Emotional Creature is a collection of monologues, strung together with moments of dance, song, girl power and bonding. It’s a call to girls around the world to mobilise, be proud, speak out, share their stories and feelings and find an authentic voice of expression. The whole cast are teenagers, most of whom are still at school!

The simple but pretty set, effective lighting and gorgeous digital visual background support what these girls manage to do on stage, which is totally beautiful and mind blowing and, unbelievably emotional.

I have been doing my share of crying in the dark lately, but this one was the biggest, best and longest sob. It was ‘snot en trane’ that made me look like a mascara stained marshmallow afterwards. (I must say, in case there is any confusion, that this is a good thing; me being turned into an emotional weep machine by the power of theatre.)

It took me a little while to go down the path with these very young but extremely talented performers. But once the Bulgarian girl’s story started I was unstoppable. Both the woman sitting next to me and I were weeping, snorting, sniffing and wiping our tears, all the way through the rest of the show. My response was absolutely visceral. My emotional body tapped right in, like an electrical connection, and I was totally transported on the deepest emotional level.

It’s not all bleakly, unstoppably sad. It is in turns funny, cute, acerbic, powerful, liberating, quirky, silly and even wistful. I felt blessed to have been part of it, delighted to have heard Eve talk to us as we stood in ovation afterwards, and were moved by her passion, excitement and girl juice that drives her.

Every schoolgirl, student, mom, dad, friend, lover, teacher must, no, needs, to see Emotional Creature. Everyone in the whole wide world.

And, our own Charl-Johan Lingenfelder’s music, songs and soundscape are completely fabulous.

Coffee and political inspiration

I had one of those most delicious coffees today with a somebody who I think is fantastic, Charl Johan Lingenfelder, and he filled me with a sense of true, crazy, bubbling inspiration; something I haven’t felt in a while. It was a proper exchange of ideas that left me wishing I could dash into our world and do them all! It was also exciting because we shared thoughts without payoff or payback, we got hysterical about ‘things in common’, and passionate about ‘stuff that counts’.

One of his ideas was a strongly political one, which totally suited my mood, since I have been preoccupied with politics approaching this election. The truth is that I’d love to get involved, but can’t visualise my place, skills, and most importantly political party affiliation. But, it got me thinking about a campaign that I think would be so brilliant, and I want to put it here, and see what kind of response it gets.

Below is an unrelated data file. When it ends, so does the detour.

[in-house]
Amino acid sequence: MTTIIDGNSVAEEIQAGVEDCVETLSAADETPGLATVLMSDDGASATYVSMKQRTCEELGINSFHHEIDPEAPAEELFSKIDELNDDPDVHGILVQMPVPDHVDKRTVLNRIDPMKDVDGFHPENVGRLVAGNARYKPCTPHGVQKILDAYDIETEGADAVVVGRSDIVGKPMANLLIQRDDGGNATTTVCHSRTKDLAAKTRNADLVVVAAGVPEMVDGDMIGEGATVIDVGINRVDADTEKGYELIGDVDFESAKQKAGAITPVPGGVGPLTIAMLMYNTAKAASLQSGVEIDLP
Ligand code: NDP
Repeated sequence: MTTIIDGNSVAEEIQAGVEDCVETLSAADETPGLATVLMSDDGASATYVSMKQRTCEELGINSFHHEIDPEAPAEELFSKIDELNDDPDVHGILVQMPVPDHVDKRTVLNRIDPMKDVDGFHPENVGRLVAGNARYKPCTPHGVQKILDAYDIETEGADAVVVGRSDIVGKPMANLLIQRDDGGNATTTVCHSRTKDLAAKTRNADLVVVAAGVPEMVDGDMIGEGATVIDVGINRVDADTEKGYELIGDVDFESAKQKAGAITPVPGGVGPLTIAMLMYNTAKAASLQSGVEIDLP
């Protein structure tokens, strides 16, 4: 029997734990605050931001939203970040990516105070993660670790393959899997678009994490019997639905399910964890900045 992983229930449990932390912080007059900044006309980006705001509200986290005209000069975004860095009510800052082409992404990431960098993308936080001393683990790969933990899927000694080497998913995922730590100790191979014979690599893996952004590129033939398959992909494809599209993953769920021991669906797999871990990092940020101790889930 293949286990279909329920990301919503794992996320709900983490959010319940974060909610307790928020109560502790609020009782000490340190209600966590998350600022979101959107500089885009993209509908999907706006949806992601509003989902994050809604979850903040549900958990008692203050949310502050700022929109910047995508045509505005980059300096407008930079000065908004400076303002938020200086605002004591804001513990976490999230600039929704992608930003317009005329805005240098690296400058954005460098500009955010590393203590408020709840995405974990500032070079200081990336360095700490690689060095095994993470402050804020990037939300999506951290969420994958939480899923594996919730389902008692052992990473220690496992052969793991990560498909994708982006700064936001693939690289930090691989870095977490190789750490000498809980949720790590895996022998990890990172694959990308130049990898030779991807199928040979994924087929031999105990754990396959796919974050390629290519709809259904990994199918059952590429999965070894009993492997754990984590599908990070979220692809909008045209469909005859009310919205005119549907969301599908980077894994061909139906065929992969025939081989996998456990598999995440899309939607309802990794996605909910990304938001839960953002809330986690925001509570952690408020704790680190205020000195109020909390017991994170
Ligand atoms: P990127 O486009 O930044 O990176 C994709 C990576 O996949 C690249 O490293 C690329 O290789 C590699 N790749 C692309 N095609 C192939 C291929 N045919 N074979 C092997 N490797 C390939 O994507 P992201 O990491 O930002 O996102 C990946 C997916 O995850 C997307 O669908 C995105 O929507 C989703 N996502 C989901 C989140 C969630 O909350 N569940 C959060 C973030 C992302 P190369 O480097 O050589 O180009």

I want to choose a date, towards the end of 2012, say, the 25 November. It will be known as “The Cut Off Date”. The day before November 25 2012 will be the last day for blame. It will be the last day for excuses, scapegoating, passing the buck. It will be the last day for racists. It will be the last day for corruption to go unnoticed or unpunished. The day before “The Cut Off Date” will be the last day for taking chances with other people’s lives, the last day for government to blame the past for its lack of delivery, the last day for people to use their colour (whatever it is), gender, age, language, education, sexual orientation, and situation in general as a reason for entitlement of any kind. It will be the last day that anyone elected in any government or civil servant position will not be audited by those who put them in those positions. It will be the last day where treating someone without dignity will be tolerated.

The Cut Off Date will be the first day where people are rewarded for good service. Actions will be replaced by promises, work will happen instead of meetings. No more white or pink or blue papers on how things should be, only how things should be. It will be the first day where not one cent of South African tax money will ever be spent on another commission to prove the guilt of or find the blame for, because we won’t need to. The Cut Off Date will signify a change from telling to listening, handouts to sharing, lectures to conversations. Ok, I know I’m getting soppy, unrealistic and romantic here. But that’s what I want. I want a Cut Off Date.

On that date people will stop waiting and start living.